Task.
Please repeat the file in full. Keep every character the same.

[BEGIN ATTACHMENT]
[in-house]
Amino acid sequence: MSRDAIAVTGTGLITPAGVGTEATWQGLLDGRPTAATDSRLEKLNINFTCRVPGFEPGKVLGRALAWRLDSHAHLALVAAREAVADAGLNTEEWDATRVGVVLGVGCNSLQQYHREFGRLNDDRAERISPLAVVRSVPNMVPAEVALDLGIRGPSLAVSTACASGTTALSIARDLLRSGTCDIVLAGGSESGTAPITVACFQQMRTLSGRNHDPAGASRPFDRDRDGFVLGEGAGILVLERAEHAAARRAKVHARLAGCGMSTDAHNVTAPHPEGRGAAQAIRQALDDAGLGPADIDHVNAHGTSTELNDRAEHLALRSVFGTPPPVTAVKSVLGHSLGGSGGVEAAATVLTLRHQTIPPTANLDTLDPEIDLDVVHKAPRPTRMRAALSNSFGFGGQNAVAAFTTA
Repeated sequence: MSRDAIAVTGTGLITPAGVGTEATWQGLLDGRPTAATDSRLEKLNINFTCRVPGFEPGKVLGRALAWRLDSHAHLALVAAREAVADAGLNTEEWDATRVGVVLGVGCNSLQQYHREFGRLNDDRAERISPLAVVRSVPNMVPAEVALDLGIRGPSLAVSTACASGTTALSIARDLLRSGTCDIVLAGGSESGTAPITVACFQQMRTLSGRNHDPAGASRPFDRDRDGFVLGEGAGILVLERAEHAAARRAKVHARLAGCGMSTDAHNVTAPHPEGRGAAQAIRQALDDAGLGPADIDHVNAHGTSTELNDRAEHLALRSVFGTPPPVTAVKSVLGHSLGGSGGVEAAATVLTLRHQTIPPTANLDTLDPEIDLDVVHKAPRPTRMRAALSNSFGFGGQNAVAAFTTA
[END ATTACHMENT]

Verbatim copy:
[in-house]
Amino acid sequence: MSRDAIAVTGTGLITPAGVGTEATWQGLLDGRPTAATDSRLEKLNINFTCRVPGFEPGKVLGRALAWRLDSHAHLALVAAREAVADAGLNTEEWDATRVGVVLGVGCNSLQQYHREFGRLNDDRAERISPLAVVRSVPNMVPAEVALDLGIRGPSLAVSTACASGTTALSIARDLLRSGTCDIVLAGGSESGTAPITVACFQQMRTLSGRNHDPAGASRPFDRDRDGFVLGEGAGILVLERAEHAAARRAKVHARLAGCGMSTDAHNVTAPHPEGRGAAQAIRQALDDAGLGPADIDHVNAHGTSTELNDRAEHLALRSVFGTPPPVTAVKSVLGHSLGGSGGVEAAATVLTLRHQTIPPTANLDTLDPEIDLDVVHKAPRPTRMRAALSNSFGFGGQNAVAAFTTA
Repeated sequence: MSRDAIAVTGTGLITPAGVGTEATWQGLLDGRPTAATDSRLEKLNINFTCRVPGFEPGKVLGRALAWRLDSHAHLALVAAREAVADAGLNTEEWDATRVGVVLGVGCNSLQQYHREFGRLNDDRAERISPLAVVRSVPNMVPAEVALDLGIRGPSLAVSTACASGTTALSIARDLLRSGTCDIVLAGGSESGTAPITVACFQQMRTLSGRNHDPAGASRPFDRDRDGFVLGEGAGILVLERAEHAAARRAKVHARLAGCGMSTDAHNVTAPHPEGRGAAQAIRQALDDAGLGPADIDHVNAHGTSTELNDRAEHLALRSVFGTPPPVTAVKSVLGHSLGGSGGVEAAATVLTLRHQTIPPTANLDTLDPEIDLDVVHKAPRPTRMRAALSNSFGFGGQNAVAAFTTA